Trusts may seem geared primarily toward high-net-worth individuals and families, but they can also be helpful for those with more modest means. They provide a number of planning benefits that are not available with a will, including minimizing fees and helping to ensure that the terms of a will are carried out in a timely fashion. They can also be used to avoid costly legal expenses, and to help protect privacy.
The basic idea behind a trust is that you transfer ownership of some or all of your assets into the name of the trust. The trustee holds the assets in trust for the benefit of others, according to the terms established by you. The trustee is typically a family member or someone you trust, but it can be a bank or a private trustee company. The trustee must adhere to the fiduciary standard of care, which is a legal obligation to act solely in the interest of the beneficiaries of the trust. If the trustee fails to live up to this duty, they could be held personally liable for damages incurred by beneficiaries of the trust.
Many people establish trusts to protect their assets from creditors and others who might have a claim on their property after death. Trusts can be used to hold personal property such as art, coins and stamps, real estate, and even life insurance policies. Trusts can be set up to allow heirs access to certain assets at specific times or under specified conditions, and to limit how much they can withdraw at any given time. They can also be structured to provide tax advantages, such as generation-skipping trusts that allow heirs to receive assets tax free.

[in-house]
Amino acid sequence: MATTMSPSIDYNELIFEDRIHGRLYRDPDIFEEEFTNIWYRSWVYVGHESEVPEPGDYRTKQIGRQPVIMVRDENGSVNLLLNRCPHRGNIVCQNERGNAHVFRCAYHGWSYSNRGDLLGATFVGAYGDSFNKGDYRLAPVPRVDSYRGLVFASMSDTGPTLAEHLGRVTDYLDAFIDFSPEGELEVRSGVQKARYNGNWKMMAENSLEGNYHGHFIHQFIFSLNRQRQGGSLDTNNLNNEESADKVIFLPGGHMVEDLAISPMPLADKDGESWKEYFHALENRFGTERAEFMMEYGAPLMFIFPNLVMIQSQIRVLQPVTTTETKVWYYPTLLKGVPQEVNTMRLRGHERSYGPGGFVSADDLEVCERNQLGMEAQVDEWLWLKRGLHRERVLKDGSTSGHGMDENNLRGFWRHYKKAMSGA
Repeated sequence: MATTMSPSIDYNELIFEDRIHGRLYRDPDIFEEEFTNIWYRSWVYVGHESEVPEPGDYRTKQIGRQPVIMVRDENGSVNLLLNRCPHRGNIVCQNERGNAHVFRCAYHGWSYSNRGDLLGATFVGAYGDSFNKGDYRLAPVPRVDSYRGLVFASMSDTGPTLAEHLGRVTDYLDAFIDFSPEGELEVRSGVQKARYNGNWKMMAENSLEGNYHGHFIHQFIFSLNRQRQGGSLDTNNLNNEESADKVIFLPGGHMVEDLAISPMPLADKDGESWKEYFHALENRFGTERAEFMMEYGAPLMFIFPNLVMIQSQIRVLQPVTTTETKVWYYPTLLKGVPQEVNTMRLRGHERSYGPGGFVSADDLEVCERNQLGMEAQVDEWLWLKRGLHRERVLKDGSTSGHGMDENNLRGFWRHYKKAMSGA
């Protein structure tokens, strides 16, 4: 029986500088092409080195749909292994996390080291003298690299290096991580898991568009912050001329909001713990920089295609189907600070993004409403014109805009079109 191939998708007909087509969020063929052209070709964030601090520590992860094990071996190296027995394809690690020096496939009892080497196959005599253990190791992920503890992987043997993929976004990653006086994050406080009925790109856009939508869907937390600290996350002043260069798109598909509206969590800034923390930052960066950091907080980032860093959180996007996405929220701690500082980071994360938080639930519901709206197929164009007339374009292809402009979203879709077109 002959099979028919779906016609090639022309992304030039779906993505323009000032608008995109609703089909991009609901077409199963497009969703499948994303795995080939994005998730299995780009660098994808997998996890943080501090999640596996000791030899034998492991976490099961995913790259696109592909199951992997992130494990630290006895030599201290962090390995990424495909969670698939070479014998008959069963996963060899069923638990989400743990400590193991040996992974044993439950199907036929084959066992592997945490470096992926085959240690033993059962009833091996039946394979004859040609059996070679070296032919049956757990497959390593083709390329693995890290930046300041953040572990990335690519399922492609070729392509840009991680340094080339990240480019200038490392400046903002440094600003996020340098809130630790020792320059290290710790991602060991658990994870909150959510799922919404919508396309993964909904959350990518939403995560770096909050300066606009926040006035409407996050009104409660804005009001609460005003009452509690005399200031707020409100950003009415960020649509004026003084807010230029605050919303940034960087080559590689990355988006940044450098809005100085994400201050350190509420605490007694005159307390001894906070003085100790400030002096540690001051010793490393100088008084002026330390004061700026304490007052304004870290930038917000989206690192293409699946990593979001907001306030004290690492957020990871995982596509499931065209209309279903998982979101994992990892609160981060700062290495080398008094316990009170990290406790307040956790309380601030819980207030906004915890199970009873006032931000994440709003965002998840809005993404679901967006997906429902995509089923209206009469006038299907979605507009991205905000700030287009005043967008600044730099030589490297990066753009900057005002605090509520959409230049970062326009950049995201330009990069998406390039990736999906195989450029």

Another important advantage of a trust is that it can be settled quickly and privately, unlike a will that goes through probate court, where the proceedings are public. This can prevent your heirs from being exposed to undue scrutiny and solicitation from interested parties, which could be especially important for those with children or other family members living with mental health issues or addiction problems.
One final point to consider is that it’s a good idea to have accurate written records of any assets you transfer into or out of the trust. While living trusts don’t require separate income tax records, you must keep track of the amounts that come in and out of the Trust to be sure you don’t exceed your allowable deduction limits.
If you’re thinking about using a trust in your own estate plan, it’s a good idea to talk with a financial professional who has experience in this area. He or she can explain the different types of trusts and help you choose the right one to meet your goals. He or she can also work with your other estate planning professionals, such as attorneys and CPAs, to make sure that your plans are executed properly.